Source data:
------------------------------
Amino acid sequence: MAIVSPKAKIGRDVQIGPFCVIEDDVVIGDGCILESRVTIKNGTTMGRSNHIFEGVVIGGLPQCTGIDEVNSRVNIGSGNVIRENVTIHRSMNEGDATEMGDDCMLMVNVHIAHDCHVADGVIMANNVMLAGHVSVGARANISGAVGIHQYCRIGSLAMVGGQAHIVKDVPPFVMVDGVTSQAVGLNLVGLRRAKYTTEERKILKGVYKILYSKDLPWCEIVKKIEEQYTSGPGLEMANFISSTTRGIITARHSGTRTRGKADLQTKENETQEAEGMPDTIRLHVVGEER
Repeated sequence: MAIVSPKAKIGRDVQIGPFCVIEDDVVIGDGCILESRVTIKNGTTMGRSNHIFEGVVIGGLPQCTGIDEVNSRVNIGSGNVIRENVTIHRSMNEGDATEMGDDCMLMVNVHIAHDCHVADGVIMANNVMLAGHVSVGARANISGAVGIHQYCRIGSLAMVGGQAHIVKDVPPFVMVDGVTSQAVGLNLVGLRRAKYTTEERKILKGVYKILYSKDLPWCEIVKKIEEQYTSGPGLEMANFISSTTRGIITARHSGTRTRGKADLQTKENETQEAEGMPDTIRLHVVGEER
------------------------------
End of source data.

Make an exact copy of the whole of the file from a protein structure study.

Amino acid sequence: MAIVSPKAKIGRDVQIGPFCVIEDDVVIGDGCILESRVTIKNGTTMGRSNHIFEGVVIGGLPQCTGIDEVNSRVNIGSGNVIRENVTIHRSMNEGDATEMGDDCMLMVNVHIAHDCHVADGVIMANNVMLAGHVSVGARANISGAVGIHQYCRIGSLAMVGGQAHIVKDVPPFVMVDGVTSQAVGLNLVGLRRAKYTTEERKILKGVYKILYSKDLPWCEIVKKIEEQYTSGPGLEMANFISSTTRGIITARHSGTRTRGKADLQTKENETQEAEGMPDTIRLHVVGEER
Repeated sequence: MAIVSPKAKIGRDVQIGPFCVIEDDVVIGDGCILESRVTIKNGTTMGRSNHIFEGVVIGGLPQCTGIDEVNSRVNIGSGNVIRENVTIHRSMNEGDATEMGDDCMLMVNVHIAHDCHVADGVIMANNVMLAGHVSVGARANISGAVGIHQYCRIGSLAMVGGQAHIVKDVPPFVMVDGVTSQAVGLNLVGLRRAKYTTEERKILKGVYKILYSKDLPWCEIVKKIEEQYTSGPGLEMANFISSTTRGIITARHSGTRTRGKADLQTKENETQEAEGMPDTIRLHVVGEER